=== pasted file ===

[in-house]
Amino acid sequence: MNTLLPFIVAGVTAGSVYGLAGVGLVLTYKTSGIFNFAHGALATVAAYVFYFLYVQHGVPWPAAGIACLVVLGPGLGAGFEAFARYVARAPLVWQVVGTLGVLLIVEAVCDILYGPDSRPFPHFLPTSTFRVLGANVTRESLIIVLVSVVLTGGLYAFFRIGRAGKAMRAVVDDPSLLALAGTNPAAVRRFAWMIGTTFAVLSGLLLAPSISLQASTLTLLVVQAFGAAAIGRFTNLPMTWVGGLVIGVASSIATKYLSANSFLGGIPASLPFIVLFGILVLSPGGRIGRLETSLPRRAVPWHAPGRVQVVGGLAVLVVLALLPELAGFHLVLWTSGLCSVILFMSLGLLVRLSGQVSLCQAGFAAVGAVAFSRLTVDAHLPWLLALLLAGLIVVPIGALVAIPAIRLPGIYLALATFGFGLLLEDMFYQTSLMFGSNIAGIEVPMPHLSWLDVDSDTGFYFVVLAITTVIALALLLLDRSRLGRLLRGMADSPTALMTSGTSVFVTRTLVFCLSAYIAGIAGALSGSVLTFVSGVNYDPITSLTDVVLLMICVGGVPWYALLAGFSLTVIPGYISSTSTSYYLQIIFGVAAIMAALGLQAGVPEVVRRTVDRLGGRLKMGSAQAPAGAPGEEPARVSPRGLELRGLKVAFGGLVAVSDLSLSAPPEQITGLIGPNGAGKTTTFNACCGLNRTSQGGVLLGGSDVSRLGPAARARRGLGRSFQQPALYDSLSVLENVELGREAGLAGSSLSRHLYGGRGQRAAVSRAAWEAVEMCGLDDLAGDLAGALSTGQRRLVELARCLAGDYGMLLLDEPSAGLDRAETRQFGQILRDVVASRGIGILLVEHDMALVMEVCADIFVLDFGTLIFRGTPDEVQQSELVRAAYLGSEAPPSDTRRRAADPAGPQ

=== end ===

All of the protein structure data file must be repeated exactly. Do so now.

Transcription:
[in-house]
Amino acid sequence: MNTLLPFIVAGVTAGSVYGLAGVGLVLTYKTSGIFNFAHGALATVAAYVFYFLYVQHGVPWPAAGIACLVVLGPGLGAGFEAFARYVARAPLVWQVVGTLGVLLIVEAVCDILYGPDSRPFPHFLPTSTFRVLGANVTRESLIIVLVSVVLTGGLYAFFRIGRAGKAMRAVVDDPSLLALAGTNPAAVRRFAWMIGTTFAVLSGLLLAPSISLQASTLTLLVVQAFGAAAIGRFTNLPMTWVGGLVIGVASSIATKYLSANSFLGGIPASLPFIVLFGILVLSPGGRIGRLETSLPRRAVPWHAPGRVQVVGGLAVLVVLALLPELAGFHLVLWTSGLCSVILFMSLGLLVRLSGQVSLCQAGFAAVGAVAFSRLTVDAHLPWLLALLLAGLIVVPIGALVAIPAIRLPGIYLALATFGFGLLLEDMFYQTSLMFGSNIAGIEVPMPHLSWLDVDSDTGFYFVVLAITTVIALALLLLDRSRLGRLLRGMADSPTALMTSGTSVFVTRTLVFCLSAYIAGIAGALSGSVLTFVSGVNYDPITSLTDVVLLMICVGGVPWYALLAGFSLTVIPGYISSTSTSYYLQIIFGVAAIMAALGLQAGVPEVVRRTVDRLGGRLKMGSAQAPAGAPGEEPARVSPRGLELRGLKVAFGGLVAVSDLSLSAPPEQITGLIGPNGAGKTTTFNACCGLNRTSQGGVLLGGSDVSRLGPAARARRGLGRSFQQPALYDSLSVLENVELGREAGLAGSSLSRHLYGGRGQRAAVSRAAWEAVEMCGLDDLAGDLAGALSTGQRRLVELARCLAGDYGMLLLDEPSAGLDRAETRQFGQILRDVVASRGIGILLVEHDMALVMEVCADIFVLDFGTLIFRGTPDEVQQSELVRAAYLGSEAPPSDTRRRAADPAGPQ